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A Thousand Horses

Bridges – 2017 (Big Machine)

Reviewed by Jeff Lincoln

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How did A Thousand Horses get so good so quickly? They're already using the executive washroom everyone thought belonged to Florida Georgia Line and are a band with a monster debut country single ("Smoke" from 2015) and a spate of award nominations. Michael Hobby's tough-as-leather voice (with soul cred) is a big part of it. But unlike a lot of other acts, the story doesn't end with a front man.

This band rocks hard, a tight unit where every member is a potential soloist - they don't want the decision; they want to win by knockout. It's the Gospel According to Skynyrd, with some happy hippie style points from Black Crowes. And if that sounds like a whole lot of fun, you got that right.

Two years since "Southernality," the group delivered a double" EP - six tracks of new material and an acoustic set recorded mostly live at the Metropolis in London in 2016. The first half is leaps and bounds better. The mostly self-penned songs often concern pride in authenticity, so they work well with big, fist-pumping production. It's hard to imagine staying glum while the personal manifesto "Blaze of Somethin'" or the other top track, "Preachin to the Choir," play.

But then ATH goes in another, warts-and-all direction, for the unplugged songs. Whatever sounds were around in that room, from sniffles to clanking instruments, are on the tracks. The best acoustic case might be for "Travellin' Man." It exceeds the thick mix of the original and adds a tasty harmonica. But an acoustic version of tracks first appearing on this record? We get "Preachin to the Choir" and "One Man Army" twice - it's odd. Hobby's voice isn't in top form on the live recordings. And really - it hasn't been so long that time requires we revisit another side of brand new material.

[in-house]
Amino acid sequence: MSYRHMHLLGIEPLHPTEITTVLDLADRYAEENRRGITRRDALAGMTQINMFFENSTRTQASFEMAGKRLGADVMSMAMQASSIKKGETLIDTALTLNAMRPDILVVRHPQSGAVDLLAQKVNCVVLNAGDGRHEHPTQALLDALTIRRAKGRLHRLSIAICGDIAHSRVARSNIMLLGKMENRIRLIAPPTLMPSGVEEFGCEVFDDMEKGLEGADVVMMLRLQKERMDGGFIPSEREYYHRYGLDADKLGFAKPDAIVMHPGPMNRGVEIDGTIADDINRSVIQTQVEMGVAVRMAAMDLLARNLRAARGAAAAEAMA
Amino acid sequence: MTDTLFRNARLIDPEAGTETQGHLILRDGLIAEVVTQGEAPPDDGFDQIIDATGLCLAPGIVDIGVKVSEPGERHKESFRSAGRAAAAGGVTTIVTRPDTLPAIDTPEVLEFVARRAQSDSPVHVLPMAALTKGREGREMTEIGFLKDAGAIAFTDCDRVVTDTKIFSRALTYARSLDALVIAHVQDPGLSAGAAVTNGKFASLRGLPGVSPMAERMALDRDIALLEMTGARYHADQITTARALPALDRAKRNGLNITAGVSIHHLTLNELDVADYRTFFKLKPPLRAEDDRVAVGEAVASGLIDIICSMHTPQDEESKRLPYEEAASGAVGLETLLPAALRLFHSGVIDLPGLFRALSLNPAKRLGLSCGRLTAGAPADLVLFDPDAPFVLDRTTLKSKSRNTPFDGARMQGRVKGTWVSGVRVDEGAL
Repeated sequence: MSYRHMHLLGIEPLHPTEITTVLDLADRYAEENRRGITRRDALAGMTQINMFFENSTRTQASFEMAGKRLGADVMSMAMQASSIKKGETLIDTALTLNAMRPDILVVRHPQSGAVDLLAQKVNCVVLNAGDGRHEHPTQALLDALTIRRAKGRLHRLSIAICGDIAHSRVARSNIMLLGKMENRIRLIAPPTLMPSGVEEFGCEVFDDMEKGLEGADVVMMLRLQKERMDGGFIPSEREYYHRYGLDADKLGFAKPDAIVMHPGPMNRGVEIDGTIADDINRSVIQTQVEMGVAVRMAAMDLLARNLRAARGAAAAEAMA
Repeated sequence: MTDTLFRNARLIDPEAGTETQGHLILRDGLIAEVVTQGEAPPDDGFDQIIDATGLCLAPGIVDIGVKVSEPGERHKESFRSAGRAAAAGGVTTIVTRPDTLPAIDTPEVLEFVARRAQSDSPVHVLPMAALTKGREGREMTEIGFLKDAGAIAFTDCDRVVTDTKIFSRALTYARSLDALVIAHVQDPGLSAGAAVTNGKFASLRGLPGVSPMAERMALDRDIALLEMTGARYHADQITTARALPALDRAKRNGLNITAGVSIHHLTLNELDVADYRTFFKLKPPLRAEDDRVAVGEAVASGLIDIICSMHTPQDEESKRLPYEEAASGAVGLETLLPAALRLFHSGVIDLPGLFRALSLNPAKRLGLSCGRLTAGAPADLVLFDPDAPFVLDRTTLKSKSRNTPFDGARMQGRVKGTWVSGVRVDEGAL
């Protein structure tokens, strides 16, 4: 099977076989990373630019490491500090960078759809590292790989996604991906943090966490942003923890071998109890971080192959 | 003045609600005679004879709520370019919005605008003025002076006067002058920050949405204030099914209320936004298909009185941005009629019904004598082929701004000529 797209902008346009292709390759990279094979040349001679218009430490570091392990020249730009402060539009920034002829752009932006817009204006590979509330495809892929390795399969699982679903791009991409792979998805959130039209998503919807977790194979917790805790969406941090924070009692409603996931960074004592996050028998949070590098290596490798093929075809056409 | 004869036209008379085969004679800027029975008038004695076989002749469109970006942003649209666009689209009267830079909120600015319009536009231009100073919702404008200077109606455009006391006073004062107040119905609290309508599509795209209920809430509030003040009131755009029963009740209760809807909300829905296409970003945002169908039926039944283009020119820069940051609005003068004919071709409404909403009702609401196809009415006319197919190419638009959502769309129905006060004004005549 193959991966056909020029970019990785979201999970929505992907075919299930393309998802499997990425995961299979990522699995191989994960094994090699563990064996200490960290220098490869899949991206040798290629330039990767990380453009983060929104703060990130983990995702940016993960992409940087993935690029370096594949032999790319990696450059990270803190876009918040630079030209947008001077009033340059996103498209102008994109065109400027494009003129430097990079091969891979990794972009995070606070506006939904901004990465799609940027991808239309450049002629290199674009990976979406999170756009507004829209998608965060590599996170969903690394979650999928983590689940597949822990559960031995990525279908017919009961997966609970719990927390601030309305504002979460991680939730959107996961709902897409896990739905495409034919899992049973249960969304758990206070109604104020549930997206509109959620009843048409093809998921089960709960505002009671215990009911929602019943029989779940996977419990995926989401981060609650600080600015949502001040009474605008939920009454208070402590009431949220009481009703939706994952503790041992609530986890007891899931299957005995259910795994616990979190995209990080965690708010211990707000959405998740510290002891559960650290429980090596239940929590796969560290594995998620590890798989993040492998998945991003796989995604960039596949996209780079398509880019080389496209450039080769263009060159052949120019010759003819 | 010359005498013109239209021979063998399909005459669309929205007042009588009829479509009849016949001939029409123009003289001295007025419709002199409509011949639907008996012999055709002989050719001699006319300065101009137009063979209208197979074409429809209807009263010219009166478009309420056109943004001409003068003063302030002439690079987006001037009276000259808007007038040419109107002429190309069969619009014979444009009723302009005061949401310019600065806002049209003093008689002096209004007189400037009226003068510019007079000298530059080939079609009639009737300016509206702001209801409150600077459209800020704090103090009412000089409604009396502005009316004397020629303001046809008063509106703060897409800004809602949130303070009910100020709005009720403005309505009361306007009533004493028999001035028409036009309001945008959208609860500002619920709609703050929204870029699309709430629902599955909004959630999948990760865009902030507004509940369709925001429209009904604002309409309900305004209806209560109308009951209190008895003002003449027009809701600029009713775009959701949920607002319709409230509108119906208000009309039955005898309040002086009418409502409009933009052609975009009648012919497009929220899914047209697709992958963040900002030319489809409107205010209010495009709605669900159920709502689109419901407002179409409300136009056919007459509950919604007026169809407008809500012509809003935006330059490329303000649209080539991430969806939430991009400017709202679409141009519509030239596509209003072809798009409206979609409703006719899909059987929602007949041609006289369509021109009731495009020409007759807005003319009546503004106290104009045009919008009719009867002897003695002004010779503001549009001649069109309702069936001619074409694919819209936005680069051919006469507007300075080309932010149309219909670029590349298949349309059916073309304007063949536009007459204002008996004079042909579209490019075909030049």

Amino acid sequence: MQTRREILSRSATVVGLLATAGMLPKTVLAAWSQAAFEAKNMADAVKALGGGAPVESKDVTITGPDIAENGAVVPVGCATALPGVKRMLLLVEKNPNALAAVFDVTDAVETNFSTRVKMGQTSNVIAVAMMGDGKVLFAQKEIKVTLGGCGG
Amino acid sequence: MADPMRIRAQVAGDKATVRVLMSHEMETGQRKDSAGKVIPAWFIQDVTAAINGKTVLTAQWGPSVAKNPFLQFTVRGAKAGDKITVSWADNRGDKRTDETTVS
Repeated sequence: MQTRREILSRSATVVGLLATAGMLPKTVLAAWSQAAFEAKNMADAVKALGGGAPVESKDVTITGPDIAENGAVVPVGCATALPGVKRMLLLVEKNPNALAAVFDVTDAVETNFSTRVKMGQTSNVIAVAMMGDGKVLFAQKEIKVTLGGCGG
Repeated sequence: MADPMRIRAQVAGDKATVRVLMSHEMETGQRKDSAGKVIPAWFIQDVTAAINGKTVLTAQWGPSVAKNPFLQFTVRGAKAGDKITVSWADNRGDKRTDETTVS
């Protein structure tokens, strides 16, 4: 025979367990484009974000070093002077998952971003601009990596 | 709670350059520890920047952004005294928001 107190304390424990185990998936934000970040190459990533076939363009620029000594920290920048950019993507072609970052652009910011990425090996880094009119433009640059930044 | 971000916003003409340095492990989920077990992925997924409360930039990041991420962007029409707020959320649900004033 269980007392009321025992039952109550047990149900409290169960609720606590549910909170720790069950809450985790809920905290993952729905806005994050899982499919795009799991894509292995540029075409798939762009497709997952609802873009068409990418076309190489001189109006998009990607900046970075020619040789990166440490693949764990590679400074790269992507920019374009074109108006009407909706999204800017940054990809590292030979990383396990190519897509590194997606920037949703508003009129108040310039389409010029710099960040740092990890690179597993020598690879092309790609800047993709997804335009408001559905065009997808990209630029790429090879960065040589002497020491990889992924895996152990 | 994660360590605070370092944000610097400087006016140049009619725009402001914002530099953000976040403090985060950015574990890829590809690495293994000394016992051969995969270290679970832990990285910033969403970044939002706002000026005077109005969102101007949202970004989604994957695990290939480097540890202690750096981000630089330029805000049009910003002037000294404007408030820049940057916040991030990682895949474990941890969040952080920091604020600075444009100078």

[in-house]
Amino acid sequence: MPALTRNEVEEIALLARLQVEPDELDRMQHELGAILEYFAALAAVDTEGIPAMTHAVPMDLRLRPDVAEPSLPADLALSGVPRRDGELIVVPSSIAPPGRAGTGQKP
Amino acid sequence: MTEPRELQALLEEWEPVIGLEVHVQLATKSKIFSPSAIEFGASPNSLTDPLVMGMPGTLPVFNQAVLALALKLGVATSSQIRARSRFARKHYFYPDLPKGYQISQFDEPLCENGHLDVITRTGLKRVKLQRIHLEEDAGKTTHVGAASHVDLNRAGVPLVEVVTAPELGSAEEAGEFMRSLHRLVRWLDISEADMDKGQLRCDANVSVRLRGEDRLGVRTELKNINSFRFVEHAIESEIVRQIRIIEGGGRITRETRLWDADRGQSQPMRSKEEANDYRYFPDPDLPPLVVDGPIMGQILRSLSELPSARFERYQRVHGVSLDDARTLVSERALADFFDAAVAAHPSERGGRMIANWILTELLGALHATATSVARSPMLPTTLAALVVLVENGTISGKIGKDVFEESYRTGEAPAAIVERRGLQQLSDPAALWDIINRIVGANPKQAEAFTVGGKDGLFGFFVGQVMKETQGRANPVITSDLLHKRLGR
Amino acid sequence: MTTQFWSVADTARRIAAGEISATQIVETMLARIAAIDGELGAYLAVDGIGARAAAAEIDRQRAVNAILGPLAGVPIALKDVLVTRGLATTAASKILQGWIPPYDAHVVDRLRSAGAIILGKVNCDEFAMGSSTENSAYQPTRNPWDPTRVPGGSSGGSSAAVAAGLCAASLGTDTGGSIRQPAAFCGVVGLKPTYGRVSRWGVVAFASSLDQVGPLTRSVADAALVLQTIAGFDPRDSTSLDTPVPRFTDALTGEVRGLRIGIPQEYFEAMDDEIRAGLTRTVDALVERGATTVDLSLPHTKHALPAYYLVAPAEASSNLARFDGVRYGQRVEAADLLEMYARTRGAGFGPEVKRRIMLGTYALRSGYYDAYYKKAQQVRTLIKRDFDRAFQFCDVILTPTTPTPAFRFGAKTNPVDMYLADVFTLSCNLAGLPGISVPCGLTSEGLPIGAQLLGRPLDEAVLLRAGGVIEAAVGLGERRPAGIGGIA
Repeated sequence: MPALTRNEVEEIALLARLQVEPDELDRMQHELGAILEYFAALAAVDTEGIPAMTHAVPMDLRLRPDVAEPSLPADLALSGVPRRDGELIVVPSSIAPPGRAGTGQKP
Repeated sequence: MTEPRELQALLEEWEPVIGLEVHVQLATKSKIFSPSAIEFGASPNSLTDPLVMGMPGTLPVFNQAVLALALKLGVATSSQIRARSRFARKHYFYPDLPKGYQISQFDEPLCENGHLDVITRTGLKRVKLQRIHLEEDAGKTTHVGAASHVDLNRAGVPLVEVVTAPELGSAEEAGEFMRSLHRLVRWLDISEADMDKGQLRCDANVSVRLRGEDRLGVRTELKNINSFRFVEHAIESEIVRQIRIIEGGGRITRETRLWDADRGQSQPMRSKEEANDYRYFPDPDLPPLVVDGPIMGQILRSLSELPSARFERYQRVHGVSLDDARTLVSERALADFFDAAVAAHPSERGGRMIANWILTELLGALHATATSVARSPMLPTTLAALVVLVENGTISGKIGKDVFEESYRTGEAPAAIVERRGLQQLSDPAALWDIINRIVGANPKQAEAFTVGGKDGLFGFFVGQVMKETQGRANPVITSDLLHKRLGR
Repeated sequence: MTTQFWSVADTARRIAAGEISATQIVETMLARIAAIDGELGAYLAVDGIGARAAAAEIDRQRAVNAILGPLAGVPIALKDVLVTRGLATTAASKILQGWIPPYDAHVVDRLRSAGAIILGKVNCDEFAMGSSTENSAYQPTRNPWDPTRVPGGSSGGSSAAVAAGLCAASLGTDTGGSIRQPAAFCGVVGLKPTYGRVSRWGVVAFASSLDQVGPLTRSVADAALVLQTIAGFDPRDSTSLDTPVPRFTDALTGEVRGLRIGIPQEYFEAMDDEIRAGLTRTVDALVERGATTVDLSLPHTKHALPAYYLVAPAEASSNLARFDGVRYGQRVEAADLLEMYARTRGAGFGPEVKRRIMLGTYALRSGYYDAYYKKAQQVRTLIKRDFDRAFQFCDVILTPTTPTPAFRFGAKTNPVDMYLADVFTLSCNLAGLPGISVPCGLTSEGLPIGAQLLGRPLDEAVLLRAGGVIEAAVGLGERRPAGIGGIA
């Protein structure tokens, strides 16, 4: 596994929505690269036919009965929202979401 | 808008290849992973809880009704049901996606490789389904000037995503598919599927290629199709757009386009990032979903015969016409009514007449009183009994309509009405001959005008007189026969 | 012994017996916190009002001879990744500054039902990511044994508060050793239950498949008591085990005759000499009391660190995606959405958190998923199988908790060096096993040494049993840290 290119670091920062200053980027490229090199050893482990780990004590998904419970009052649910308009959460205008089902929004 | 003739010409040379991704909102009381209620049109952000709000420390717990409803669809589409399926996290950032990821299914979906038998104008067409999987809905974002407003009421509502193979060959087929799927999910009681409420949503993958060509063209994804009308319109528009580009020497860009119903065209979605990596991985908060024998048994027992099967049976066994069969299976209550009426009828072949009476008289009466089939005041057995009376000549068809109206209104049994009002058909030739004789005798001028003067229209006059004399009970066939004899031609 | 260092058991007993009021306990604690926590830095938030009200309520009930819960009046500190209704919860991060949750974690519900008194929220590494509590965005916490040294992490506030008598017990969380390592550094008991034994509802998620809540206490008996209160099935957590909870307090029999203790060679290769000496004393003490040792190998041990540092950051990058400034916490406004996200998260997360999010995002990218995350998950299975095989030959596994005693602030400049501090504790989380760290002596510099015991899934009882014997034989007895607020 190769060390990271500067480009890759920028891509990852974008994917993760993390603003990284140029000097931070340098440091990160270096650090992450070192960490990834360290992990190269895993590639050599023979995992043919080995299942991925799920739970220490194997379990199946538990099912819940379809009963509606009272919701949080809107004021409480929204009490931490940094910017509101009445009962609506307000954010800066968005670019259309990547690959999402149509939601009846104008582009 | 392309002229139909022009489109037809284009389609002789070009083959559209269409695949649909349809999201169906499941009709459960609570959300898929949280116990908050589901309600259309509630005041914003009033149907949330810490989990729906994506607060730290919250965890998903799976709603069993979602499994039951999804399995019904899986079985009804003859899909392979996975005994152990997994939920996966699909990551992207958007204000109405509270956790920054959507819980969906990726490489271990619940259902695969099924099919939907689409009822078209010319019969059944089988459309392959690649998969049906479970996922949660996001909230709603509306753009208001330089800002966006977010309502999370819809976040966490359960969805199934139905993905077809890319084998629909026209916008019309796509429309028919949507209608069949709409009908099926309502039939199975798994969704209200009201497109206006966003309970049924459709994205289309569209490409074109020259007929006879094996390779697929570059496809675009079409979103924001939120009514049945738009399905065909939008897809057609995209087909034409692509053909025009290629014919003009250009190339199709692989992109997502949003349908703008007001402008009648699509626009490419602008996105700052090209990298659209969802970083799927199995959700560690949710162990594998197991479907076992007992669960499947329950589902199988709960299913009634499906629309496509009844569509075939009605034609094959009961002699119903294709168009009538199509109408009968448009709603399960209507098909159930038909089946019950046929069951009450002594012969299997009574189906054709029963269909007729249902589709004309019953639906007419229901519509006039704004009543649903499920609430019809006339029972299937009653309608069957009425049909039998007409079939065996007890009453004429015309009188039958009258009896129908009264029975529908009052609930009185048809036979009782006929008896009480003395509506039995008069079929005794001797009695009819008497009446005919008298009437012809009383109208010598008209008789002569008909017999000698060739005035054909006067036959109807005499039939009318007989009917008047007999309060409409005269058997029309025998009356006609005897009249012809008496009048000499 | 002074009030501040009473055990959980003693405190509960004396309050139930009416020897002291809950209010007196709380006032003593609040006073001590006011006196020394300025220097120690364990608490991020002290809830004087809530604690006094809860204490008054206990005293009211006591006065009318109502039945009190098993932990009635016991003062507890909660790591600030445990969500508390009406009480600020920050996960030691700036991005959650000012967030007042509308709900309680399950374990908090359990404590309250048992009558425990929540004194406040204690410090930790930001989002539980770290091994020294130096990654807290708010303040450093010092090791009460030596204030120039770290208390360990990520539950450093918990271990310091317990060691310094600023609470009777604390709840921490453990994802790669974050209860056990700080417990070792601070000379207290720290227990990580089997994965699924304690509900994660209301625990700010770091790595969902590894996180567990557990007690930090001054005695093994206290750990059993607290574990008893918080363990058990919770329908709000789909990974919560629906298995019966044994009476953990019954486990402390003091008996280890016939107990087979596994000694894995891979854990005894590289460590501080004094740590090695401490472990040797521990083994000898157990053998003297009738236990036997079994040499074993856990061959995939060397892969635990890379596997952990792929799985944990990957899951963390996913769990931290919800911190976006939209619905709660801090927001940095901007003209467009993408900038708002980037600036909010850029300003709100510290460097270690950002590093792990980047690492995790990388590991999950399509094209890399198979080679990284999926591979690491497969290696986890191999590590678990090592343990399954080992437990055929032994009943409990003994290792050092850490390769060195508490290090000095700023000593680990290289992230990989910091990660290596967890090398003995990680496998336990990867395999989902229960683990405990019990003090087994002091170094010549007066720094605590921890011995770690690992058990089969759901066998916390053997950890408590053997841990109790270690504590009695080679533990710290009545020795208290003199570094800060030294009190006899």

So come for the party and leave at the after party on what would be side two of "Bridges." It's a digital-only release, which means you won't need to worry about scratches on a disc. This is an already-great band that seems to be getting better. When they have a slate of fresh songs (and avoid the living Room recording approach), watch for more Smoke.